Career Development and Career Management for IHL


As part of our webinar series client conversations, we interviewed Matthew Wilson, General Counsel at Fremantle, about career development and career management for in-house counsel (IHL).

When reviewing roles and moves, Matt applies the following criteria:

  1. Choose an industry that is interesting and will be for 5-10 years
  2. Choose what interests you, you need a reason to get out of bed in the morning and feel energized for the day ahead. If you’re not really interested, you’ll have a hard time
  3. Choose good people to work with – it’s really important to have positive relationships

Matt went through many processes to secure roles and the role at Uber was particularly long:

  • Approximately 10 interviews with various contacts at Uber:
    • Internal recruiter
    • hiring manager
    • People within the company across a range of roles and countries (out of six to seven interviews)
    • Last stage of the interview

How do you deal with setbacks in the midst of such difficult processes
Stay close to recruiters and don’t be afraid to ask honest questions and find out whether or not you’re in the running – and don’t waste your time (or theirs) if you’re not.

How do you manage relationships internally – upwards, laterally and vertically?

  • Lateral people are the most important – these are the people who are on the same level as you and you are more likely to progress with them, they have been “with you the longest”.
  • Positive relationships are really important and give you an honest view of what is really going on in a business.
  • Every year Matt has regular meetings within the legal team – that’s around 100 meetings, but it means he can spend 15 minutes chatting with someone about his developments, or more on a particular issue. The visibility this gives him is great as it builds confidence and also helps him amass useful information for his role.
  • It’s also very important to establish respect and esteem for others to promote and approve of you – so that you don’t always have to go down the road of self-promotion.

What are your expectations of your team:

  • be good people
  • Be good lawyers
  • Matt tends to look at what he’s not good at and recruit people who are – he approves of recruiting people who are better than you in various areas. This allows you to trust them to continue and means you don’t have to micromanage

How has your progression been planned and how much is not?

  • It’s a mix of a bit of both! At Uber, Matt knew nothing about the taxi industry and the company took a leap of faith in choosing him. As a result, Matt met other lawyers who worked for start-ups and together they formed the “Disruptive GC Group” which allowed him to get to know people and forge useful friendships and connections.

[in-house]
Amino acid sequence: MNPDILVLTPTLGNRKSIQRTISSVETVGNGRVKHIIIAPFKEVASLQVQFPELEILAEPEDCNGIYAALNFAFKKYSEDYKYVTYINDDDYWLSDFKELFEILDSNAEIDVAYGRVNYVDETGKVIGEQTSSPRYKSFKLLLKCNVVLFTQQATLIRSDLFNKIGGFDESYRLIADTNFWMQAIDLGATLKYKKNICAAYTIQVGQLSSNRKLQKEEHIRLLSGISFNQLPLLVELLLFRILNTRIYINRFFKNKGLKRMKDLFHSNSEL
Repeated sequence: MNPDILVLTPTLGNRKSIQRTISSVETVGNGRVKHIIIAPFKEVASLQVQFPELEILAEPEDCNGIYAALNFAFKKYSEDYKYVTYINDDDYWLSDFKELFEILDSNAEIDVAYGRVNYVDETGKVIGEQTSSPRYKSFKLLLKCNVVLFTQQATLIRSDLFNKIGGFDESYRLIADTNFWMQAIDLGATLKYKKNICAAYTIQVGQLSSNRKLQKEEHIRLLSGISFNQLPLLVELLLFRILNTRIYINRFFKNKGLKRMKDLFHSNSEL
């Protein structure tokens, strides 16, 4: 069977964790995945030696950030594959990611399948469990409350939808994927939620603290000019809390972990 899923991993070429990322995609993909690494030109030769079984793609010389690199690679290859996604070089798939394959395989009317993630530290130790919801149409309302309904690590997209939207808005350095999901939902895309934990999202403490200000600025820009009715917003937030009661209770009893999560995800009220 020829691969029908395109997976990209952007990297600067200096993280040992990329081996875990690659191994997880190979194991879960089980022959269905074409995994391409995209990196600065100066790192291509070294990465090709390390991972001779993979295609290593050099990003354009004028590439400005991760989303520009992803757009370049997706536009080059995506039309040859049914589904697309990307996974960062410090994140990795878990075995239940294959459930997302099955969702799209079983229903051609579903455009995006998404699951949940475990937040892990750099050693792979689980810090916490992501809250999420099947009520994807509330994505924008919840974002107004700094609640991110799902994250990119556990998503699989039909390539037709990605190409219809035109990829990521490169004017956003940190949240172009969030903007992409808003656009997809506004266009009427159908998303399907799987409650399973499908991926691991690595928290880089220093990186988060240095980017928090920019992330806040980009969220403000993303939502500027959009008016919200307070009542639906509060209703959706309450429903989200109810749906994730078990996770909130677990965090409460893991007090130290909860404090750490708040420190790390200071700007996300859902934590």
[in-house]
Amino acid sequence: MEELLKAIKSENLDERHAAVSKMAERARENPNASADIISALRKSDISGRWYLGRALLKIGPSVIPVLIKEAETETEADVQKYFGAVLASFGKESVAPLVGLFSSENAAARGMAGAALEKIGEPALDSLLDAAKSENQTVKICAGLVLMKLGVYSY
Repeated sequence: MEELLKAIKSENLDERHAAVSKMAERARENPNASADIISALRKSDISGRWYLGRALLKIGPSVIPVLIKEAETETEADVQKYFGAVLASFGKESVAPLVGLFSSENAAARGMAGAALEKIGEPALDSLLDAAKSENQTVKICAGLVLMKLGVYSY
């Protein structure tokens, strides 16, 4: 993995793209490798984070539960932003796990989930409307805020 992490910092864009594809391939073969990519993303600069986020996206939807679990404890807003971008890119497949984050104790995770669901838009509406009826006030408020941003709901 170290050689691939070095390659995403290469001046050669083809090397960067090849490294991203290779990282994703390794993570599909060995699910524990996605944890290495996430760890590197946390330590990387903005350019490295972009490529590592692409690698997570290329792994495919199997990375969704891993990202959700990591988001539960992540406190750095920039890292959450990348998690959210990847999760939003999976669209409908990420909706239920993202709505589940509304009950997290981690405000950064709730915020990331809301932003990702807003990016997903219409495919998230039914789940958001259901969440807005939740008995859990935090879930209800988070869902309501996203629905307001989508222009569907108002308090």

• He also attends conferences and industry groups – although he’s a natural introvert, it’s more about building relationships than getting to know each other. Don’t be afraid to say hello to people and “you don’t know where the coffees you have with people might take you”

How to know when to move on:

  • be honest with you
    • Are you bored? And it’s a longer term feeling than a few days here and there
    • Are you still learning things in your role?
    • Do you want to be comfortable or challenger?
      • Matt was very clear that there is absolutely nothing wrong with wanting to be comfortable, do a good job, and focus on other areas of your life (e.g. home life). home and family) and that you don’t have to be ruthlessly ambitious all the time. In fact, being open and honest about your state of mind is really helpful, and it’s a good thing to be honest.

What is one thing you did to maximize your opportunities?
Say yes to things – even if you don’t know it.

How do you work with a mentor:
Be honest. Don’t say what you think they want to hear and be honest about how it works – you might be a better fit for someone else and don’t be afraid to think that way

Should CGs sit on the board?
Matt thinks you should be invited to the board because of you, not your role

What would you say to your younger self:
Do not worry, think carefully about your choices and take your time to choose

Is it better for your resume to stick to one role or move around?
It depends on the circumstances – as long as you have honest and convincing reasons for the moves (obviously if it’s 6 months at a time, that’s not great!) then you shouldn’t worry.

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